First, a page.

6. Keep an open conversation with other providers in the region. Surgery centers can learn from their colleagues with open conversations about process management. In some cases, these networks can also include hospitals, especially if the surgery center is a joint venture with a local hospital.
"Even if the hospital has a minority stake in the center, there should be a relationship where they can have a conversation," says Mr. Abrams. "If the hospital is challenging the surgeon group to bring down costs, they become more efficient and deliver better outcomes, and it's in everyone's interest to do that."
This collaboration would be an opportunity for hospital partners or leaders to contribute to the overall success of the surgery center. "Hospitals have their own expertise and can be a participant in the process of evaluating what is going on and brainstorming new approaches," says Mr. Abrams. "That's a growth opportunity for everyone."
7. Bring in new technology for clinical and cost effectiveness. There have been several technological developments over the past few years allowing surgeons to perform minimally invasive procedures in an outpatient setting.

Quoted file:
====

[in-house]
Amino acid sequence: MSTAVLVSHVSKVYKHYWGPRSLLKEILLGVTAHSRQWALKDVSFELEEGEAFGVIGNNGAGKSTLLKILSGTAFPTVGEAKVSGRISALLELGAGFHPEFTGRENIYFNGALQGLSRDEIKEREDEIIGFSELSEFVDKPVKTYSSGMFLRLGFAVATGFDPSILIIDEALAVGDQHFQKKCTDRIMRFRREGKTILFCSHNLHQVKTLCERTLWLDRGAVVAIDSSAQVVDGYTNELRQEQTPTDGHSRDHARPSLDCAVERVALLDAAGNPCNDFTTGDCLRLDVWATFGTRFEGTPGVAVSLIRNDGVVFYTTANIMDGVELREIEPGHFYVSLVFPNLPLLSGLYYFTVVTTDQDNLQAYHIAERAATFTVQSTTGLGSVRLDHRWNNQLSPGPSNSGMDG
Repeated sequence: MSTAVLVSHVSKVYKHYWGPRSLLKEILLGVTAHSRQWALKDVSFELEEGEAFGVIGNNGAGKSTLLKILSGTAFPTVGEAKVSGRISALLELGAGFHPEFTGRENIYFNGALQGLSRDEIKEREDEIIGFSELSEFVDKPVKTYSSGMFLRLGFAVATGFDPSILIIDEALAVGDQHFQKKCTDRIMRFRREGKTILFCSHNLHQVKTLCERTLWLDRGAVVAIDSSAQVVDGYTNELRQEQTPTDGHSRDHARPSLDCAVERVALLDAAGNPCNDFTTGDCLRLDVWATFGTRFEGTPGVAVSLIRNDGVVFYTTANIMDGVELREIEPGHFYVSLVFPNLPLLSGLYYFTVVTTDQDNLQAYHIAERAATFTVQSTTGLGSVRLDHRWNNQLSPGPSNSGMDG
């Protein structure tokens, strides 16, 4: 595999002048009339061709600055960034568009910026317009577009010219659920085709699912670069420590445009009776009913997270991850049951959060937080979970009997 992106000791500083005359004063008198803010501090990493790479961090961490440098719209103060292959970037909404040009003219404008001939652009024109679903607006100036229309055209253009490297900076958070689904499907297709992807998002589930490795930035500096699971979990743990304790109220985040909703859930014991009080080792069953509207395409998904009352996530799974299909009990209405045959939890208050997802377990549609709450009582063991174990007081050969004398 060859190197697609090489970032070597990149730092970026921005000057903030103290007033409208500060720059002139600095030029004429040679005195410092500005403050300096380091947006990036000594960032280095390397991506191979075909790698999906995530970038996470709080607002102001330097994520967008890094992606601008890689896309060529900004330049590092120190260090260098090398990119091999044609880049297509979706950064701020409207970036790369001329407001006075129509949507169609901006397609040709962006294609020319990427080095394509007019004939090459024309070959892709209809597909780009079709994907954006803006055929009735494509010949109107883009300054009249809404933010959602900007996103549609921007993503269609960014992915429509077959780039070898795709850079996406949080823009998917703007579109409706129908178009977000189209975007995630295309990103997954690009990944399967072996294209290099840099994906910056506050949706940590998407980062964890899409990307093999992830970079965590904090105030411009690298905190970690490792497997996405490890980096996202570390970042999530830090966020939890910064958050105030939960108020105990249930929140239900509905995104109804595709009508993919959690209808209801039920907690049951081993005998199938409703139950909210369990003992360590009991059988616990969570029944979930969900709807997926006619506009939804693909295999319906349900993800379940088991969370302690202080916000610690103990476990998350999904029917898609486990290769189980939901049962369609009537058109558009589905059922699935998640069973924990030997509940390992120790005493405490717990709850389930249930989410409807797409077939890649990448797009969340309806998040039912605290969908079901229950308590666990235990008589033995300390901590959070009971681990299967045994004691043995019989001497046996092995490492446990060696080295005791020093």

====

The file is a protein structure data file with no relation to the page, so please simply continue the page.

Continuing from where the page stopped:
"I'm astounded by the strides ASCs have made in being able to perform knee replacement surgeries virtually on a 23-hour basis," says Mr. Abrams. "There are significant opportunities for continued advancement in minimally invasive procedures."
Spine surgery is another big procedure that was once condemned to the inpatient setting, and is now an outpatient procedure with new minimally invasive technology, and many ASCs are taking advantage of these developments.
8. Collect and present outcomes data. Surgery centers should find an effective method for collecting cost and quality data for use during payor negotiations, accreditation and marketing efforts. Build a database of quality outcomes, which will be helpful in the future.
"In many high revenue areas like orthopedics, reimbursement will be shrinking, or the rate of increase will slow, and there will be more barriers to people getting reimbursed for these kinds of procedures," says Mr. Abrams. "ASCs need to be thinking now about collecting data that they can use to make the case that their outcomes and process is superior. They also need to lower their cost because they almost certainly will be getting paid less in the future than they are now."
A big incentive for surgeons to work toward greater efficiency and superior outcomes is to defend the pricing they want.